Domestic violence is defined by Florida statute as any assault, aggravated assault, battery, aggravated battery, sexual assault, sexual battery, stalking, aggravated stalking, kidnapping, false imprisonment, or any criminal offense resulting in physical injury or death of one family or household member by another family or household member.
Domestic Violence in Florida
According to Florida law, domestic violence is based on two elements:
- An act, or a threat
- Committed against a person with a family-like relationship. Examples of a family-like relationship are spouses or former spouses, blood relatives, people who are living, or have lived, together (including roommates), or people who have a child together (whether they are married is irrelevant).
Victims of domestic violence may obtain a restraining order, which is a legal document that requires the offending party to stay a particular distance away from the victim. In order to obtain a restraining order, the victim must file a petition that states that violence has occurred, or that it is likely to occur. A court may issue a temporary restraining order, which lasts 15 days, and then grant the parties a hearing date to present their case to the judge. At the hearing, the parties are both given the opportunity to show their side of the story, and the judge may then grant a permanent restraining order (which may last forever or have an expiration date) at that time.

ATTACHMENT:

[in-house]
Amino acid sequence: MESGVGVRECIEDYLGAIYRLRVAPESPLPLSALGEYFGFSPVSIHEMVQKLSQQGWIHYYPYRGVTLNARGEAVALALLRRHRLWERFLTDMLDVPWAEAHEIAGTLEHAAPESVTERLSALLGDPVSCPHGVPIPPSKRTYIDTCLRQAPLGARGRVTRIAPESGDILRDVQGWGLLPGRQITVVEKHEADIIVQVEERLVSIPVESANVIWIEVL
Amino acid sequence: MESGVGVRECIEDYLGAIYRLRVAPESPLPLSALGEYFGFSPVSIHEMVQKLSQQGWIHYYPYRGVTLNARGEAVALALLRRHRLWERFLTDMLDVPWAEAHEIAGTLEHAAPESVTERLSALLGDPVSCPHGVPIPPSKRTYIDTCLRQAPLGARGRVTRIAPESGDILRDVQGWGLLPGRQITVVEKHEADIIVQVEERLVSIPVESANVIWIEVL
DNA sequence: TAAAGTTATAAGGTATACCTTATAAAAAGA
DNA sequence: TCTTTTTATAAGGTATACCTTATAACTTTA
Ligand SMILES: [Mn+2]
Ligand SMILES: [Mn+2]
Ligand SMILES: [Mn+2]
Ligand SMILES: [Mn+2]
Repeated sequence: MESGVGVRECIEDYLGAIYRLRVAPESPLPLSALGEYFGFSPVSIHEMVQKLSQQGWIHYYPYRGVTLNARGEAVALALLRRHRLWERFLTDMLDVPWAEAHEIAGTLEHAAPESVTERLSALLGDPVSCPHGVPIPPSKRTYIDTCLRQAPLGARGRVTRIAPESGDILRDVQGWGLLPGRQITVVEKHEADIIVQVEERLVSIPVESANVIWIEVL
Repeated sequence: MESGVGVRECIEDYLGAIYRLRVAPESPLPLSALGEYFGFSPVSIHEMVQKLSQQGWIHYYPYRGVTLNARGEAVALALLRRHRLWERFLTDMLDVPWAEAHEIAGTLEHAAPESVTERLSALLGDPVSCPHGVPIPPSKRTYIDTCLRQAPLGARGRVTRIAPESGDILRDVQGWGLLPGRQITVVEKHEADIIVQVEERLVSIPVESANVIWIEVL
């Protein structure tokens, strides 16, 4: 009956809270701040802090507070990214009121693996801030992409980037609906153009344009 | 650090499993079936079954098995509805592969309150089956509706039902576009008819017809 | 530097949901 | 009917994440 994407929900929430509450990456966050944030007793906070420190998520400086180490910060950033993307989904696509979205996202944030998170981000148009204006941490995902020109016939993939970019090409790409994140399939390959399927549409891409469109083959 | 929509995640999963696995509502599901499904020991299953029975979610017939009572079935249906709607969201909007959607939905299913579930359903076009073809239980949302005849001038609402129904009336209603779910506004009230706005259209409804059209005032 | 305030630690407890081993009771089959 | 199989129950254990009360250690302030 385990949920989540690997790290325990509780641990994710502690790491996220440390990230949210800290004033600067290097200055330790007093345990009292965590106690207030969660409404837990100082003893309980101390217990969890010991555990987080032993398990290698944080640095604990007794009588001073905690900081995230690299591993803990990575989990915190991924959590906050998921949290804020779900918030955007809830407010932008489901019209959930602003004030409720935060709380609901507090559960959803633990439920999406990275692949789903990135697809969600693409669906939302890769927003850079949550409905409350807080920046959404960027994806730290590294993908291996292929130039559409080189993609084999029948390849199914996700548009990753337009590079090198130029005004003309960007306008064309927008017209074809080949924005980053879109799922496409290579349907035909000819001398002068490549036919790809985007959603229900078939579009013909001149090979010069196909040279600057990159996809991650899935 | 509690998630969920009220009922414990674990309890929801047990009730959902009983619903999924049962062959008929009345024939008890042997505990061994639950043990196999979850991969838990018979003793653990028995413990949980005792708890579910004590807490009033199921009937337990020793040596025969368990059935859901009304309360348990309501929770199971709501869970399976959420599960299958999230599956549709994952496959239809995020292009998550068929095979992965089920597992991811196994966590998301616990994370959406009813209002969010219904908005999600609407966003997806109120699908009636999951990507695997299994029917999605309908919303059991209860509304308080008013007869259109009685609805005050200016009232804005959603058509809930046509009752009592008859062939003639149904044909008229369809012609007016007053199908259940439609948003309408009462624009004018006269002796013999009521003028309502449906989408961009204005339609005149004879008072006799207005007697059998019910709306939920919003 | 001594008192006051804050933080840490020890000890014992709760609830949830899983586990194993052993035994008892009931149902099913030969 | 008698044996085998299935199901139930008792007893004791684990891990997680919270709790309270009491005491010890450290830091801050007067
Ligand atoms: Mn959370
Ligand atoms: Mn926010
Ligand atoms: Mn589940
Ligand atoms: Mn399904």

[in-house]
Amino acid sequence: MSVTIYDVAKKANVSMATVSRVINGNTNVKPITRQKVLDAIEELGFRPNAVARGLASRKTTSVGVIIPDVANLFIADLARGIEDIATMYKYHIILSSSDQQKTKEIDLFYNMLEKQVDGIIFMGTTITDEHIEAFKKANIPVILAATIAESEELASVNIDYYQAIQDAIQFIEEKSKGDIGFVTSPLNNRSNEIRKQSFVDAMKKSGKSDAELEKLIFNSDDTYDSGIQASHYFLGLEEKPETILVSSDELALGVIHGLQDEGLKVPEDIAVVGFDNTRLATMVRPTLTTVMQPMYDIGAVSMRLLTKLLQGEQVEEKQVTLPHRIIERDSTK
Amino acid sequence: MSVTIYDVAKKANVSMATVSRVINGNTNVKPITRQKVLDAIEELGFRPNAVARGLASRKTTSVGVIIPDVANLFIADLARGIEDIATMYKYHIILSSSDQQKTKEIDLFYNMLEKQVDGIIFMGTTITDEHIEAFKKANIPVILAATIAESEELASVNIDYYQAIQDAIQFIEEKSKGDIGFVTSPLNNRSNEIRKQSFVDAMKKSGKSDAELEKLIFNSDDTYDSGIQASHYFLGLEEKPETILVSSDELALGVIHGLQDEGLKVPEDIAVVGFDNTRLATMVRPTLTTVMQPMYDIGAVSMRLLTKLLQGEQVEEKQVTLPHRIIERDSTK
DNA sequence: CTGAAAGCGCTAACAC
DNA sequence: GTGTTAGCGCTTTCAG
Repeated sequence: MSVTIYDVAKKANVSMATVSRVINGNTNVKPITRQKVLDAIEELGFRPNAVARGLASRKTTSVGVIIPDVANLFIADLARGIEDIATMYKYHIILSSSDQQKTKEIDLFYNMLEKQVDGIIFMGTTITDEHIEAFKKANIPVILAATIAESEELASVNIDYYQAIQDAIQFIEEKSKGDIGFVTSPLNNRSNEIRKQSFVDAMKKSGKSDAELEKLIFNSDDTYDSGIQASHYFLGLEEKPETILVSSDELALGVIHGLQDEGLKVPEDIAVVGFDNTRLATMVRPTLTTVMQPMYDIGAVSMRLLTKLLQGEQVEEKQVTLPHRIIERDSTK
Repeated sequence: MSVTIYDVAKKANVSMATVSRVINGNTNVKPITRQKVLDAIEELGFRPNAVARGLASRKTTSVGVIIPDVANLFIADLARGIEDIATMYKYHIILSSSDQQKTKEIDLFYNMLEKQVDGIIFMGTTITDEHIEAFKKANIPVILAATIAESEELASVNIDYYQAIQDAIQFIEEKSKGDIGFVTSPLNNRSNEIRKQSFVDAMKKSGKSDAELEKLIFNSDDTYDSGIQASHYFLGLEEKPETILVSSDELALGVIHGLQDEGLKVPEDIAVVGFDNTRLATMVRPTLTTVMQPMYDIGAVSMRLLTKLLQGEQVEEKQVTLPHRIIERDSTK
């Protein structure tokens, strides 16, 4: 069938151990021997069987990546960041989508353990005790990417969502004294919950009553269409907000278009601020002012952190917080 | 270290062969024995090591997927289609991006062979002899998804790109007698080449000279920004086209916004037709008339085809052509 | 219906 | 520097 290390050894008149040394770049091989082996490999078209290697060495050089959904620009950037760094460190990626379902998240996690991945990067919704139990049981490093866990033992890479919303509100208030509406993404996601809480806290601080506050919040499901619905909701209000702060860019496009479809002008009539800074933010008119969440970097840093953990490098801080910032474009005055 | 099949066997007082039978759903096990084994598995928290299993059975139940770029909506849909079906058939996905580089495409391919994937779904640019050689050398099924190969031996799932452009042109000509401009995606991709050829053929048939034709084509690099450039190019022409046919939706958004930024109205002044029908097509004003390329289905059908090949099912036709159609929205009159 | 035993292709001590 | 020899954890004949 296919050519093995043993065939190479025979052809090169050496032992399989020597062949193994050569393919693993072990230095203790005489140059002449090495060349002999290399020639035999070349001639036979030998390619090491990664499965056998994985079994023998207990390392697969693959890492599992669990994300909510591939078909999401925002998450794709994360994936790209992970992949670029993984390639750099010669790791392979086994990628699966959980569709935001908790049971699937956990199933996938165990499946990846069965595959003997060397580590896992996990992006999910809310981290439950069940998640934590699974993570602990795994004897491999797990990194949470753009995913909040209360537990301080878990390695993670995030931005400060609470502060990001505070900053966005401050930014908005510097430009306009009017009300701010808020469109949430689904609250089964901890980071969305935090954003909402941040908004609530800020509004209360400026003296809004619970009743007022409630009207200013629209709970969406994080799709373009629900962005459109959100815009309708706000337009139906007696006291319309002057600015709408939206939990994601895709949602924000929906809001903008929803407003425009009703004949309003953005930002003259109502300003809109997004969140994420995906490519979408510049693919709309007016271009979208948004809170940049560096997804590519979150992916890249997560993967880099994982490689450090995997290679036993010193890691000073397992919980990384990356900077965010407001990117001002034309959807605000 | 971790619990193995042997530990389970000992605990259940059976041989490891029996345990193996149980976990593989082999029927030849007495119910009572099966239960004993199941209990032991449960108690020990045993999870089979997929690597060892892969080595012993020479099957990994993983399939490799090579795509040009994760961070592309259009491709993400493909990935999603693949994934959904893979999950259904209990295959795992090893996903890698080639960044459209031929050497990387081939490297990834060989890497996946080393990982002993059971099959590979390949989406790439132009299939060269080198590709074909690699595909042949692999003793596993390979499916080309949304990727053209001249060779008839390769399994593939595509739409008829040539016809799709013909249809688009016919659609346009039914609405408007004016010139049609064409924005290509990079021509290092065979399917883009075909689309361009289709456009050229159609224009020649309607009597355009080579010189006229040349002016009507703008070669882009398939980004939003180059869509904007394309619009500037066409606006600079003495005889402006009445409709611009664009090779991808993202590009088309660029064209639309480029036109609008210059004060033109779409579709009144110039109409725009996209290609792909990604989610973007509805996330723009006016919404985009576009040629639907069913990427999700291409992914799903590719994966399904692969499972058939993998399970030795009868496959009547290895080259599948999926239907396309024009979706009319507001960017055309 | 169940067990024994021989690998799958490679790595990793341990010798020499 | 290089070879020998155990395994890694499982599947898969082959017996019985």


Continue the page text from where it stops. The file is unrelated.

Domestic violence is serious. Both men and women may be victims, whether they have suffered it or whether they have been falsely accused. Proving your case in court, whether you are the victim or the alleged offender, may be difficult, depending on your particular circumstances. At CG Family Law, P.A., we are not only qualified, but determined to assist you with your domestic violence case. Contact us for a free consultation.